The uncertainty brought about by COVID-19 has increased many people’s stress levels, which has impacted the quality of their sleep at night. For some people, this means it’s also exacerbated their sleep apnea.
Almost every aspect of our day-to-day life has been affected by the ongoing pandemic. Daily routines have been upended, forcing people to reimagine their schedules.
Combine that with stay-at-home orders, reduced travel, financial concerns, health anxiety, and you’re looking at heightened levels of worry and stress. Also, the lack of structure coupled with being constantly bombarded with information about COVID-19 can cause your mind to go into overdrive.
When this happens, it can disrupt your sleeping patterns. Keep reading to learn if stress can make your sleep apnea worse during the pandemic!
The Connection Between Sleep Apnea and Stress
Sleep apnea is a serious sleep disorder that causes you to stop then restart breathing at night frequently. This can occur as many as a hundred times or more as you sleep.
The worst part? You can do this while you’re sleeping and not even know it. It is often due to the partial blocking of your airway, which obstructs the airflow.
Every break alerts your brain to send a signal that interferes with your sleep. When breathing resumes, you’ll usually sleep again. Every time your breathing starts back up, the cycle only repeats itself over again.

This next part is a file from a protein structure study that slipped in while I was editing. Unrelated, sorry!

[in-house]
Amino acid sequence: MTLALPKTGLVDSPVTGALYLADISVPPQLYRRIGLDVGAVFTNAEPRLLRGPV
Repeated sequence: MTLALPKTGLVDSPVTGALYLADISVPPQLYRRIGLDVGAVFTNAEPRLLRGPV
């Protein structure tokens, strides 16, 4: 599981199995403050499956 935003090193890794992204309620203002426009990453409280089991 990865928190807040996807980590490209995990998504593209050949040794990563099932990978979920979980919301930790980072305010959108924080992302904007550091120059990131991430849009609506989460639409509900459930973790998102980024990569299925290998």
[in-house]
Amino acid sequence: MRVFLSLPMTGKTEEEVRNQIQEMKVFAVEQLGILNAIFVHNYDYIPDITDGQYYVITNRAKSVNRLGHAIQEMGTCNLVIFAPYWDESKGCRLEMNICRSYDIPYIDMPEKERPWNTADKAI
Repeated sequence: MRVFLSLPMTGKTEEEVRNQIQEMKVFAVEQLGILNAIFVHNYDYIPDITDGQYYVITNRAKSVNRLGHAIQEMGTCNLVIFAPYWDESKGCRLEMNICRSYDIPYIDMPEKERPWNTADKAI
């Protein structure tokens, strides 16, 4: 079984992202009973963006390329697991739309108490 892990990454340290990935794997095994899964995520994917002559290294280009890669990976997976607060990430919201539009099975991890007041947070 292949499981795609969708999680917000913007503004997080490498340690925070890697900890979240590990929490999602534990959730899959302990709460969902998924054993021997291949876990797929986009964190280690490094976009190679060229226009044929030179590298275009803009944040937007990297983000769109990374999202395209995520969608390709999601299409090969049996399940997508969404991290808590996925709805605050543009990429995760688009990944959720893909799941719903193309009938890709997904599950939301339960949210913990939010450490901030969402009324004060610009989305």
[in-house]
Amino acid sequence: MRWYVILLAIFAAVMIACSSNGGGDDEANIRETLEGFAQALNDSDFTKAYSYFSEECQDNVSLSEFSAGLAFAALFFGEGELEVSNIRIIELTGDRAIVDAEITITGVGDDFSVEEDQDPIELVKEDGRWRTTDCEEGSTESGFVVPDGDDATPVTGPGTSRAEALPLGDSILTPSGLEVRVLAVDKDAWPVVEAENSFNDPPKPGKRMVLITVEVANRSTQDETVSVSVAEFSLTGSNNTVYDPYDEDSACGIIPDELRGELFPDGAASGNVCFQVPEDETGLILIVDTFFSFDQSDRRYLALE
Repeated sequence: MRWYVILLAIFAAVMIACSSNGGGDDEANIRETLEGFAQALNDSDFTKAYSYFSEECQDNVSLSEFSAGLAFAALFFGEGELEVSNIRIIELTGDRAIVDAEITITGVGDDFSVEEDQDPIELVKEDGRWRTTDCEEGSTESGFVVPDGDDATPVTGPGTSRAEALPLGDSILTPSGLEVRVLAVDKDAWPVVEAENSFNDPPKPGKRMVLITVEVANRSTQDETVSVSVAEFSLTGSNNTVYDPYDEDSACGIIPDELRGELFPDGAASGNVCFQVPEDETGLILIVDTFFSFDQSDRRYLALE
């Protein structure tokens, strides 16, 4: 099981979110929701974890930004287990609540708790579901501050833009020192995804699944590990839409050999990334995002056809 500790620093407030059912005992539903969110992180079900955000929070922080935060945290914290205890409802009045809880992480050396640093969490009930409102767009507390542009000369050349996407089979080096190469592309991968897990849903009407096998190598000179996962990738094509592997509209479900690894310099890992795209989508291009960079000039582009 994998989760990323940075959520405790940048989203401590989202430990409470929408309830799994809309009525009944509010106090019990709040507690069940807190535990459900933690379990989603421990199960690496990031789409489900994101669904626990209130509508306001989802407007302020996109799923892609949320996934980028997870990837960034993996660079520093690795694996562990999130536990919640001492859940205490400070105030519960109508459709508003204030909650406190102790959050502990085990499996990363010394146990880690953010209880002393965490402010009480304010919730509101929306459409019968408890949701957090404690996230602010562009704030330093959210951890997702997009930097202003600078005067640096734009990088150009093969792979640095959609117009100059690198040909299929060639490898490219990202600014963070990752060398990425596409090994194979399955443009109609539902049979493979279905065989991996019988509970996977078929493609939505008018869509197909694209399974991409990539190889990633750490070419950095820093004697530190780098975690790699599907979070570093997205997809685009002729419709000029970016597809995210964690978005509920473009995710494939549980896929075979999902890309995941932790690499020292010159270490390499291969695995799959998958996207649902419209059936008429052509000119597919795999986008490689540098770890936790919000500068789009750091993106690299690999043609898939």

Any stressors are associated with worsening sleep apnea. Obstructive sleep apnea and stress may be linked when it comes to your health.
How well you sleep is affected by how healthy you are. Stress affects various aspects of your emotional, mental, and physical health, including sleep.
Further, stress can make you develop unhealthy habits. This includes things like overeating, smoking, drinking, consuming excess caffeine, and not exercising.
All of these habits can intensify sleep apnea. Lockdown situations, the disruption of your daily routines, and reduced social support systems because of social distancing have led to severe problems.
This includes reduced sunlight exposure, more screen time, and less physical activity. Taking part in more of these activities can contribute to lower sleep quality and intensifying your sleep apnea.
Not getting a good night’s sleep may lead to stress and anxiety. Combine that with the fact that you wake up at night to gasp for air, even if you’re not aware.
Waking up gasping for air leaves you feeling breathless and panicked once you’re awake. Getting such poor sleep compounds any stress you may be experiencing.
The result? A vicious cycle of interrupted sleep and never feeling well-rested when you wake up in the morning.
Symptoms of Sleep Apnea
The symptoms of sleep apnea can negatively impact your everyday life and include:
- Moodiness and irritability
- Metabolic diseases
- Daytime sleepiness
- Memory and attention deficits
- Metabolic diseases
- An increased risk of errors and accidents in your activities
- Higher risk of health problems like diabetes, heart disease, high blood pressure, and stroke